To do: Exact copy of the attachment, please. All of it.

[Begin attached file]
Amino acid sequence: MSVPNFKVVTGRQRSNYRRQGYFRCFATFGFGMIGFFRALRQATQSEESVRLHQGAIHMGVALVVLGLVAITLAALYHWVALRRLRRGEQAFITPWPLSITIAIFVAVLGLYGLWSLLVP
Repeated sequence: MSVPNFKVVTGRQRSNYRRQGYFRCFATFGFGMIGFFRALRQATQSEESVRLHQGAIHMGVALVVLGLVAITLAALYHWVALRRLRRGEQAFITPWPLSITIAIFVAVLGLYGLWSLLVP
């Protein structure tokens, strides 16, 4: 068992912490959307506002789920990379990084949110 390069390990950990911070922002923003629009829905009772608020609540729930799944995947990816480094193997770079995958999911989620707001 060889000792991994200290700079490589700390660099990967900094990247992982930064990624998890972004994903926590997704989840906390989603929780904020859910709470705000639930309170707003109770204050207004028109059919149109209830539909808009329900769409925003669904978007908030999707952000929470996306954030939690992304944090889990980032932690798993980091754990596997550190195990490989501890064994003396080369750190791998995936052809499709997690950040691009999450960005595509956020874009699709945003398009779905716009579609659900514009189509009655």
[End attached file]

Amino acid sequence: MSVPNFKVVTGRQRSNYRRQGYFRCFATFGFGMIGFFRALRQATQSEESVRLHQGAIHMGVALVVLGLVAITLAALYHWVALRRLRRGEQAFITPWPLSITIAIFVAVLGLYGLWSLLVP
Repeated sequence: MSVPNFKVVTGRQRSNYRRQGYFRCFATFGFGMIGFFRALRQATQSEESVRLHQGAIHMGVALVVLGLVAITLAALYHWVALRRLRRGEQAFITPWPLSITIAIFVAVLGLYGLWSLLVP
């Protein structure tokens, strides 16, 4: 068992912490959307506002789920990379990084949110 390069390990950990911070922002923003629009829905009772608020609540729930799944995947990816480094193997770079995958999911989620707001 060889000792991994200290700079490589700390660099990967900094990247992982930064990624998890972004994903926590997704989840906390989603929780904020859910709470705000639930309170707003109770204050207004028109059919149109209830539909808009329900769409925003669904978007908030999707952000929470996306954030939690992304944090889990980032932690798993980091754990596997550190195990490989501890064994003396080369750190791998995936052809499709997690950040691009999450960005595509956020874009699709945003398009779905716009579609659900514009189509009655």